To reboot your computer, run:
These often-used commands are for manipulating the debian packages and system files. Replace pkg with the exact name of the package.
# apt-get update update the package lists
# dselect update update the available package lists
# apt-get upgrade upgrade all installed packages
# apt-get install pkg installs package
# apt-get remove pkg uninstall package
] dpkg -l show all installed and removed packages
] dpkg -l pkg show install status of package
] dpkg -l "*pattern*" show all packages that match pattern
] dpkg -S pattern list packages that contain string
] dpkg -L pkg list files in package
] dpkg -s pkg show status of package
] dpkg -p pkg show details of package
] apt-cache search string list relevant packages
# dpkg -i file.deb install package from a deb file
# dpkg -P pkg purge package (and config?)
# dpkg-reconfigure pkg re-run the configure for a package
# apt-get source pkg get the source
# apt-get build-dep config build-deps for source and install as needed
# apt-get -t release install pkg install package from specific release
# update-rc.d -f name remove prevent name from running at bootup
I always install X one package at a time. (you could use tasksel)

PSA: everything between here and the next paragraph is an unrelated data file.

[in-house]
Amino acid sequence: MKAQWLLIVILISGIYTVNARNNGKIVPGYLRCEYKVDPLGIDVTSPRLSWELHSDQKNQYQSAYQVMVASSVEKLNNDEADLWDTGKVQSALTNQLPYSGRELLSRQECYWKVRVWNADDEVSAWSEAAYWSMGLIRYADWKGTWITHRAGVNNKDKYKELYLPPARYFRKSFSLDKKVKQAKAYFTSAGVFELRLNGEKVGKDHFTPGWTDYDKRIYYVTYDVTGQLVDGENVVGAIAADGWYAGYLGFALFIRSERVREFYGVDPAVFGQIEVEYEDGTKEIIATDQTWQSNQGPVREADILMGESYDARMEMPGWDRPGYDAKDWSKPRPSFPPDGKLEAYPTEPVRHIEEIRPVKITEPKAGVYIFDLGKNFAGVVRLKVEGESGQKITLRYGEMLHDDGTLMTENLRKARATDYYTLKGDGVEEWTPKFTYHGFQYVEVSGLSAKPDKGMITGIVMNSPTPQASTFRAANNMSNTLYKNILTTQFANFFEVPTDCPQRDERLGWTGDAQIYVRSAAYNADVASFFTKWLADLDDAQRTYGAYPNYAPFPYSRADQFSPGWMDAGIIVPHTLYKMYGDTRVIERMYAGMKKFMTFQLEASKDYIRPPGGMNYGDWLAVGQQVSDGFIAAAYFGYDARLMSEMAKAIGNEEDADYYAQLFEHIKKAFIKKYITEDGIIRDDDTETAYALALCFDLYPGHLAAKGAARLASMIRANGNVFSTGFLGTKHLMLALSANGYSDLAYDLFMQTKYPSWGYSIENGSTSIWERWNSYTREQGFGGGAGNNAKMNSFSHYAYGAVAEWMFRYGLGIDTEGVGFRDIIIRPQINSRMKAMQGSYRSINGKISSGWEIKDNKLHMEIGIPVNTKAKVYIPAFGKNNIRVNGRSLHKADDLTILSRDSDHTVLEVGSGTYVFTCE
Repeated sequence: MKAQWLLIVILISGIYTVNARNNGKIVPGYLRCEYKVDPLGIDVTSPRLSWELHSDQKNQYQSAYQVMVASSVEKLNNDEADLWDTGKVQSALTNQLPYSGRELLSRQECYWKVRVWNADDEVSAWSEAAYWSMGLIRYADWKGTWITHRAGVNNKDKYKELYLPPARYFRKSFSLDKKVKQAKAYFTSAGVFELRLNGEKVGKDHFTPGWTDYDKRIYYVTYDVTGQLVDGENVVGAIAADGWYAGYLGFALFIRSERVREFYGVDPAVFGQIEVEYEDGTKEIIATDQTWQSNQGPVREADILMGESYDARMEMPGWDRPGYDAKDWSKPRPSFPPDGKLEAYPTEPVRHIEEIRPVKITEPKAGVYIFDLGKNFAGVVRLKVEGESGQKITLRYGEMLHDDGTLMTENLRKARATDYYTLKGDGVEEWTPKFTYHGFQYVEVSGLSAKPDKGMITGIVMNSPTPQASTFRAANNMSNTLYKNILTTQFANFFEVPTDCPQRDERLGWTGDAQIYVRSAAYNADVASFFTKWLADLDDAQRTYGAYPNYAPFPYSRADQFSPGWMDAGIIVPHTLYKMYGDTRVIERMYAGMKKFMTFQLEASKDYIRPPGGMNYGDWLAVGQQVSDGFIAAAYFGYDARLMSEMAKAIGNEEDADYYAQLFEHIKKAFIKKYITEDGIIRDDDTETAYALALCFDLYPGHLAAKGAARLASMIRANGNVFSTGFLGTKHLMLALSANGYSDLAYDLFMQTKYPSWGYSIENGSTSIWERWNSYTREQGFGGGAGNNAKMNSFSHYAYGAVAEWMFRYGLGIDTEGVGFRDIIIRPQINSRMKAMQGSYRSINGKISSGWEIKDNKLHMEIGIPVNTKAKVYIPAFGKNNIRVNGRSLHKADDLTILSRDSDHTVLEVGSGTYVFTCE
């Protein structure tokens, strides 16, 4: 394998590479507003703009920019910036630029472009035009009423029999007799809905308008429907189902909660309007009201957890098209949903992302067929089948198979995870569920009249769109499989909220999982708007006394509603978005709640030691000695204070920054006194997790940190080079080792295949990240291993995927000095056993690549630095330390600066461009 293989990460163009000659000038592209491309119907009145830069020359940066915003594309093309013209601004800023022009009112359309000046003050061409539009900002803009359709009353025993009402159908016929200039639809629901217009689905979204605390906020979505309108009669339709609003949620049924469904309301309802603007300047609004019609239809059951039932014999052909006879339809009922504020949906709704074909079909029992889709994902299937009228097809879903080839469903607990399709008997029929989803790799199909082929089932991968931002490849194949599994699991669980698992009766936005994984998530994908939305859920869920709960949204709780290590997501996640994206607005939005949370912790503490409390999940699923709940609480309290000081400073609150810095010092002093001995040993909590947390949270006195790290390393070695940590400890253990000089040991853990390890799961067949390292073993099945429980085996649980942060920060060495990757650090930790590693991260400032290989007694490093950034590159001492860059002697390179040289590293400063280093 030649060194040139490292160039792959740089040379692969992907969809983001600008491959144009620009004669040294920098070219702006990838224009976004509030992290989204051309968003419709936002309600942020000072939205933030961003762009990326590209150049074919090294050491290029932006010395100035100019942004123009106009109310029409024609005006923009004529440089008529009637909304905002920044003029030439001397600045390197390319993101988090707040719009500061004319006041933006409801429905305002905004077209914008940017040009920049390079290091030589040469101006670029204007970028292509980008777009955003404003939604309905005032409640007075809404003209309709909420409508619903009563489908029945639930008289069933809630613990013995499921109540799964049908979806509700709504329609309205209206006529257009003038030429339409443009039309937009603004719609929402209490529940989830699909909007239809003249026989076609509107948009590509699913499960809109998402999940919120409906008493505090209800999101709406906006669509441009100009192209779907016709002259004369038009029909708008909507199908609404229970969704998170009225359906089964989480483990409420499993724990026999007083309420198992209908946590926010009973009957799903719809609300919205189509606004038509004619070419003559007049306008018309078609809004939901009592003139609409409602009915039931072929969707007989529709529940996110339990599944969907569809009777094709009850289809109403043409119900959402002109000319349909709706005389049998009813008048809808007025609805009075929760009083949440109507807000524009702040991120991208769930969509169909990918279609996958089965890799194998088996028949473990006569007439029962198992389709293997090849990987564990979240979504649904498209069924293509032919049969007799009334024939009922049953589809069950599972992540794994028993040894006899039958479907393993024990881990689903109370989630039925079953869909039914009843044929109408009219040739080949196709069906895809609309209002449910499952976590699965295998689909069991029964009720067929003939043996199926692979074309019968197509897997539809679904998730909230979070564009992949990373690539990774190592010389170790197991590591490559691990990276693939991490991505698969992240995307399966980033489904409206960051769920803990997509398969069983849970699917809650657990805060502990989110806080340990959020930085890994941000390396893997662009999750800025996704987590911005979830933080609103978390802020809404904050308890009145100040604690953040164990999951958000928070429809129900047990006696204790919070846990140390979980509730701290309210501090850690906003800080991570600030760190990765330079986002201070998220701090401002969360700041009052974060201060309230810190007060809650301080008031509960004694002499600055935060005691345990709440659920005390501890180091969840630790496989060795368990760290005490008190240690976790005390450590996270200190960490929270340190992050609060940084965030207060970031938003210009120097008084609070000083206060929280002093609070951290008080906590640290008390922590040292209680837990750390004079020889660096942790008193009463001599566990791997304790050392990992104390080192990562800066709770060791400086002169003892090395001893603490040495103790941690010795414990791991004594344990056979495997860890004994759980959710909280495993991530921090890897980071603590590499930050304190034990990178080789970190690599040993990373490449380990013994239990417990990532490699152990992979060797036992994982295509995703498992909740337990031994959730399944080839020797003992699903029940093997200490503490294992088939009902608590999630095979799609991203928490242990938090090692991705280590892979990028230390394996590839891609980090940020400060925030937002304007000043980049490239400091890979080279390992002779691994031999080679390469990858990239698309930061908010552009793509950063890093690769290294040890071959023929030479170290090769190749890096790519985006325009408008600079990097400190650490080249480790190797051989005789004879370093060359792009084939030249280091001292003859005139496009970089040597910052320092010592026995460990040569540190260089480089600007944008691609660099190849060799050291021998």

# apt-get install xlibs
# apt-get install xutils
# apt-get install xbase-clients
# apt-get install rxvt
# apt-get install xterm
# apt-get install xserver-xfree86
# apt-get install fvwm
# apt-get install fvwm-icons
# apt-get install xfonts-75dpi
# apt-get install xfonts-base
# apt-get install xfonts-scalable
# apt-get install xlibs-dev
Getting X totally tuned up can sometimes be a challenge. You may need to know the model and specs of your video card and monitor. Run lspci to help figure out what video card you have. Be careful when configuring XFree86. If you enter incorrect specs, your monitor and video card could be damaged. The configure script will ask you questions about your hardware. Below is an example of some of the answers I gave:
autodetect = no
driver = depends on your video card
keyboard rule = xfree86
keyboard model = pc101
keyboard layout = us
mouse = /dev/psaux (for PS2 mouse on PS2 port)
mouse = /dev/ttys0 (for serial mouse on "com1")
monitor setup = advanced
horizontal = from monitor spec
vertical = from monitor spec
depth = (depends on your hardware)
resolution = (depends on your hardware)
# emacs /etc/X11/XF86Config-4
mouse protocol = PS/2 (yours may be different)
emulate3buttons = no (mine has 3 buttons)